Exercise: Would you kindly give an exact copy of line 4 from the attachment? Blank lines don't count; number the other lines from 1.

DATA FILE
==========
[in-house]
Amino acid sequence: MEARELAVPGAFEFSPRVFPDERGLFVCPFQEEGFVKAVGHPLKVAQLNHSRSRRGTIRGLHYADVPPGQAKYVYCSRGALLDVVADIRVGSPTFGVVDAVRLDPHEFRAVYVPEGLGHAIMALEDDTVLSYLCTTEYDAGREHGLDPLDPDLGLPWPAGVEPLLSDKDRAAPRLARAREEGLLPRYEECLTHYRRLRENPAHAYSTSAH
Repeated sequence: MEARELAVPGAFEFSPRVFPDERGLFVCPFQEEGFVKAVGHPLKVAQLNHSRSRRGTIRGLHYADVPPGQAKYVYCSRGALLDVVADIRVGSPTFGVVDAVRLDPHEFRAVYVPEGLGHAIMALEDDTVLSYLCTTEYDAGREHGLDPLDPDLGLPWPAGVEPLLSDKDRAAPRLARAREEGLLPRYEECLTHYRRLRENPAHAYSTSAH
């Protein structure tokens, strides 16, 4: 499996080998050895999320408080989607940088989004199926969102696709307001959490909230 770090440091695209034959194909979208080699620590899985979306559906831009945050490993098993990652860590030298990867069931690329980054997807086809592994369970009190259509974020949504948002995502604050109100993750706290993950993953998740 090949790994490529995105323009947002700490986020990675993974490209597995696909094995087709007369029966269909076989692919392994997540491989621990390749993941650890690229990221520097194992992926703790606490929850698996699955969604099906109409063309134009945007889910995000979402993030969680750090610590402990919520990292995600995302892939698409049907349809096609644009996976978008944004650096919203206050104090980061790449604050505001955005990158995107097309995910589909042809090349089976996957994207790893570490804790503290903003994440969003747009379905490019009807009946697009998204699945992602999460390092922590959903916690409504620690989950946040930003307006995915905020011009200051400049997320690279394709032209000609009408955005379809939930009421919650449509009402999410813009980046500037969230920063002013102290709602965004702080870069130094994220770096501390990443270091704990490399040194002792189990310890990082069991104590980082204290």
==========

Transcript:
């Protein structure tokens, strides 16, 4: 499996080998050895999320408080989607940088989004199926969102696709307001959490909230 770090440091695209034959194909979208080699620590899985979306559906831009945050490993098993990652860590030298990867069931690329980054997807086809592994369970009190259509974020949504948002995502604050109100993750706290993950993953998740 090949790994490529995105323009947002700490986020990675993974490209597995696909094995087709007369029966269909076989692919392994997540491989621990390749993941650890690229990221520097194992992926703790606490929850698996699955969604099906109409063309134009945007889910995000979402993030969680750090610590402990919520990292995600995302892939698409049907349809096609644009996976978008944004650096919203206050104090980061790449604050505001955005990158995107097309995910589909042809090349089976996957994207790893570490804790503290903003994440969003747009379905490019009807009946697009998204699945992602999460390092922590959903916690409504620690989950946040930003307006995915905020011009200051400049997320690279394709032209000609009408955005379809939930009421919650449509009402999410813009980046500037969230920063002013102290709602965004702080870069130094994220770096501390990443270091704990490399040194002792189990310890990082069991104590980082204290």